With more and more developers going bankrupt and pulling out of partially constructed residential projects, we are seeing more and more instances of common area tracts, or tracts that are intended to become common areas in the future, being encumbered by tax liens where the developer owner has failed to pay property taxes on such tracts.

Although the Colorado Common Interest Ownership Act exempts associations from paying common area property taxes, such exemption does not kick in until the tract is transferred to the association and formally becomes a common area.  Prior to the time of transfer, the pertinent tract is simply real property owned by the declarant of the community upon which property taxes are levied and must be paid.

In situations where declarant’s fail to pay property taxes on these future common area tracts, tax liens are created and may be purchased by third party investors through the County’s assessor’s office.  After a tax lien purchaser holds the tax lien for three years, such purchaser may apply for a “treasurer’s deed”.  Once the treasurer’s deed is issued, ownership of the particular tract will be vested in the individual.

So what’s an association to do if it discovers a third party purchased a tax lien or obtained a treasurer’s deed on one of its future common area tracts?  We address options for associations below:

Tax Lien Purchased

  1. If the tax lien has been purchased but no treasurer’s deed has been applied for, the association will have the option of paying off the tax lien amount and extinguishing the tax lien.  Although this may seem like a no-brainer decision, keep in mind that extinguishing the tax lien does not solve the ultimate problem of tract ownership not having been transferred to the association.  Until this is done, property taxes will continue to accrue and if not paid, may result in more tax liens.  Therefore, it is also important in these circumstances to take steps to facilitate the transfer of the land to the association.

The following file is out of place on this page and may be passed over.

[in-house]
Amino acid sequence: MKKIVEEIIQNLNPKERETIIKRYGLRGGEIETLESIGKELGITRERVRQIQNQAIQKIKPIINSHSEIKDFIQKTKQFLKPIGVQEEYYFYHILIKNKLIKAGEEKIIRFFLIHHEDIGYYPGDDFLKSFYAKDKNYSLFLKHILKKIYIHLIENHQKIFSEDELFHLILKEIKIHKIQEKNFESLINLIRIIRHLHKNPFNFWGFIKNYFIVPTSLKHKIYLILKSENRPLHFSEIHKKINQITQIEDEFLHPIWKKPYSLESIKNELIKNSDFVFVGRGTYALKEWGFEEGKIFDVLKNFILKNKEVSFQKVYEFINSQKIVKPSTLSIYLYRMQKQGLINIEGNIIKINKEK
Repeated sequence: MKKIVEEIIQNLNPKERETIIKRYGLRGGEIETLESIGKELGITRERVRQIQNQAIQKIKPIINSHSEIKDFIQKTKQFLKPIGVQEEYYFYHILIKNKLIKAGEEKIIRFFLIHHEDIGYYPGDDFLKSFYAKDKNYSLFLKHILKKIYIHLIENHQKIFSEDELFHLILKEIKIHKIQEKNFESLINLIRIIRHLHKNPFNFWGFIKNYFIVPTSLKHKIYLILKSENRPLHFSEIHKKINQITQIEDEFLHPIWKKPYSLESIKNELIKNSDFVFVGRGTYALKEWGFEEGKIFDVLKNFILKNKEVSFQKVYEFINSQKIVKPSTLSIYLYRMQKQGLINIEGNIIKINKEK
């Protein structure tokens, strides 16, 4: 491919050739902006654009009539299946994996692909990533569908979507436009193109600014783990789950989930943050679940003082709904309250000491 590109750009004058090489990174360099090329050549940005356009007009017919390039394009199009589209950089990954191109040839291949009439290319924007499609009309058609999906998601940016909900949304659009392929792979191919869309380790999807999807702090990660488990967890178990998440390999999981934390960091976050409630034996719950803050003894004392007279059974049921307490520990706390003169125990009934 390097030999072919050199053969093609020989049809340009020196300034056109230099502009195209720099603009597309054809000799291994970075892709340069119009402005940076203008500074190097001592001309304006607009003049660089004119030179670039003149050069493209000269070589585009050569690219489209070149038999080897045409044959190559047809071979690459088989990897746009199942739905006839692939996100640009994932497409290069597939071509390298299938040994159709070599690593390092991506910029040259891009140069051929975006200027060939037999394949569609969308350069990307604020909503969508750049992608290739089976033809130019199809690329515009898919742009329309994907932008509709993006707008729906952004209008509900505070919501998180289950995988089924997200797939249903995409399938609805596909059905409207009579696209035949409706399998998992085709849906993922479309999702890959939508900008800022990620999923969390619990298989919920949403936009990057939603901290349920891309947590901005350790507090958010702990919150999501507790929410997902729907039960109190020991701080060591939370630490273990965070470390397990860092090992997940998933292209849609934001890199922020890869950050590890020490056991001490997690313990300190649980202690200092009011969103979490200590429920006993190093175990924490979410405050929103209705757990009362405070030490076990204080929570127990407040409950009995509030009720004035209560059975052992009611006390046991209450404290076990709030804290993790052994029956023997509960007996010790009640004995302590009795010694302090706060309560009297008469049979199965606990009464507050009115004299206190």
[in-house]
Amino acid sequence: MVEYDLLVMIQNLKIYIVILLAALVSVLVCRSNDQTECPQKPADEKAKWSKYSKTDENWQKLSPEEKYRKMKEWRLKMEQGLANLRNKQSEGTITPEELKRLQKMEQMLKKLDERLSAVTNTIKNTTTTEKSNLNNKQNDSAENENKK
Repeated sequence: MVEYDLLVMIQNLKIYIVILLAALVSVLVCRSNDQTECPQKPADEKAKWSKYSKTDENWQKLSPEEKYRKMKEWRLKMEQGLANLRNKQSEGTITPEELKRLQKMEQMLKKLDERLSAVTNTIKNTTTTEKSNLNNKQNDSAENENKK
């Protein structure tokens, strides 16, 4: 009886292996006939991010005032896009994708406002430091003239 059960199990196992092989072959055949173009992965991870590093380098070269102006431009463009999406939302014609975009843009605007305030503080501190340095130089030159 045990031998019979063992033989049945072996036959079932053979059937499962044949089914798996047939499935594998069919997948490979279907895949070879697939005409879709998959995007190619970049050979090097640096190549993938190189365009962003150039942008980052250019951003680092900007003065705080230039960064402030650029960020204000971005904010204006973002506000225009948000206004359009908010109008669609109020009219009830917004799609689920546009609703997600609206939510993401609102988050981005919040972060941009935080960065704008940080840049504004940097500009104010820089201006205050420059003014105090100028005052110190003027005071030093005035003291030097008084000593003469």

2. If the association does not want to pay off the tax lien, it can try contacting the developer/tract owner and demanding the tax lien be paid off by the developer and the land be transferred to the association as a common area.  The success of this tactic really depends on the status of the developing entity and could prove to be a successful route if the developer still exists and owns the tracts.
  3. Sometimes associations choose to ignore tax liens and “roll the dice” to see if anybody applies for a treasurer’s deed.  Oftentimes, these future common area tracts are nothing more than native grasslands, streets, or greenbelt areas that are not capable of being further developed or otherwise making money for investors.  Therefore, some boards take a chance and assume no investor will want to actually apply for the treasurer’s deed for these types of properties.
  4. If the developer is nowhere to be found and it is a futile effort to demand transfer of ownership and payment of tax lien amounts from such developer, associations have one other avenue available:  to contact the tax lien purchaser and try to buy the tax lien from the purchaser.  If the association successfully accomplishes this task, it can stand in the shoes of the investor purchaser and apply for the treasurer’s deed after the three years.  This will then allow the association to obtain actual ownership of the pertinent tract and request the treasurer treat the land as common area for which property taxes will not be collected from the association.

Treasurer’s Deed Issued
Once the tax lien holder obtains the treasurer’s deed to the property, it is too late for the Association pay off the tax liens and the property in question is owned by the third party.

In these types of cases, the investor owner typically contacts the association and offers to sell the land for an amount higher than what such investor paid for it (i.e. higher than the tax lien amount).  If the association wants ownership and control over the tract, it may have to negotiate a sales price for the land and be out of pocket the sales price.

On the other hand, if the association does not want the land as part of its community, it can simply refuse the sales offer.  However in that case, a third party will own the pertinent land and the association will have no control over how the land gets maintained and what is constructed on it (if anything).

In conclusion, it’s hard for associations to come out on top when developers fail to pay property taxes on future common area tracts.  Therefore, it’s important for associations to regularly check on the status of property taxes until such time as common area tracts are transferred and even for a short time thereafter.

For more information on tax liens and association options for addressing this dilemma, please contact a Altitude Community Law attorney at 303.432.9999.

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